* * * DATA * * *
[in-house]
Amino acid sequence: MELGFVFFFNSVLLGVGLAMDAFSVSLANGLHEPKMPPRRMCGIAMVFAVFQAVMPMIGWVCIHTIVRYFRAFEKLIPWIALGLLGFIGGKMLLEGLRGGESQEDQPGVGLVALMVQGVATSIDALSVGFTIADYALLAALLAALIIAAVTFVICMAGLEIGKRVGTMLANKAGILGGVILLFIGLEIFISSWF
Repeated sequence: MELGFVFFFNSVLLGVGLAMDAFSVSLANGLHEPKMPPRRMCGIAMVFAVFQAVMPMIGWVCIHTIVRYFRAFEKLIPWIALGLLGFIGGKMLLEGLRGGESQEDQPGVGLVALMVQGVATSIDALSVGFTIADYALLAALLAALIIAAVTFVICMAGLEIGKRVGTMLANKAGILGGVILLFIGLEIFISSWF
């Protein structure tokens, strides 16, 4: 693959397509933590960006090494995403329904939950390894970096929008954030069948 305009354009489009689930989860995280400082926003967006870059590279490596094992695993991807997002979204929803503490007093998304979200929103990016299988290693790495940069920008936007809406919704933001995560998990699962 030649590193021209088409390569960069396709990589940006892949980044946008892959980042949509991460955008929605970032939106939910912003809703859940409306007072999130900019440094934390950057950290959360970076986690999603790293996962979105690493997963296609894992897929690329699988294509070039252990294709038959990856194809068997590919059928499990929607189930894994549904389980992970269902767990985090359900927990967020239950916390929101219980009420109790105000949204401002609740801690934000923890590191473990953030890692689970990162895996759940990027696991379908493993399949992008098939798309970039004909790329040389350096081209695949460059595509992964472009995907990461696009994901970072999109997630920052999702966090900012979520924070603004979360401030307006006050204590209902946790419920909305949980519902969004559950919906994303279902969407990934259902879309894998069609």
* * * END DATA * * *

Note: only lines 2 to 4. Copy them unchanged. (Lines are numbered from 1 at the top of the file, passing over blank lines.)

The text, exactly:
Amino acid sequence: MELGFVFFFNSVLLGVGLAMDAFSVSLANGLHEPKMPPRRMCGIAMVFAVFQAVMPMIGWVCIHTIVRYFRAFEKLIPWIALGLLGFIGGKMLLEGLRGGESQEDQPGVGLVALMVQGVATSIDALSVGFTIADYALLAALLAALIIAAVTFVICMAGLEIGKRVGTMLANKAGILGGVILLFIGLEIFISSWF
Repeated sequence: MELGFVFFFNSVLLGVGLAMDAFSVSLANGLHEPKMPPRRMCGIAMVFAVFQAVMPMIGWVCIHTIVRYFRAFEKLIPWIALGLLGFIGGKMLLEGLRGGESQEDQPGVGLVALMVQGVATSIDALSVGFTIADYALLAALLAALIIAAVTFVICMAGLEIGKRVGTMLANKAGILGGVILLFIGLEIFISSWF
């Protein structure tokens, strides 16, 4: 693959397509933590960006090494995403329904939950390894970096929008954030069948 305009354009489009689930989860995280400082926003967006870059590279490596094992695993991807997002979204929803503490007093998304979200929103990016299988290693790495940069920008936007809406919704933001995560998990699962 030649590193021209088409390569960069396709990589940006892949980044946008892959980042949509991460955008929605970032939106939910912003809703859940409306007072999130900019440094934390950057950290959360970076986690999603790293996962979105690493997963296609894992897929690329699988294509070039252990294709038959990856194809068997590919059928499990929607189930894994549904389980992970269902767990985090359900927990967020239950916390929101219980009420109790105000949204401002609740801690934000923890590191473990953030890692689970990162895996759940990027696991379908493993399949992008098939798309970039004909790329040389350096081209695949460059595509992964472009995907990461696009994901970072999109997630920052999702966090900012979520924070603004979360401030307006006050204590209902946790419920909305949980519902969004559950919906994303279902969407990934259902879309894998069609």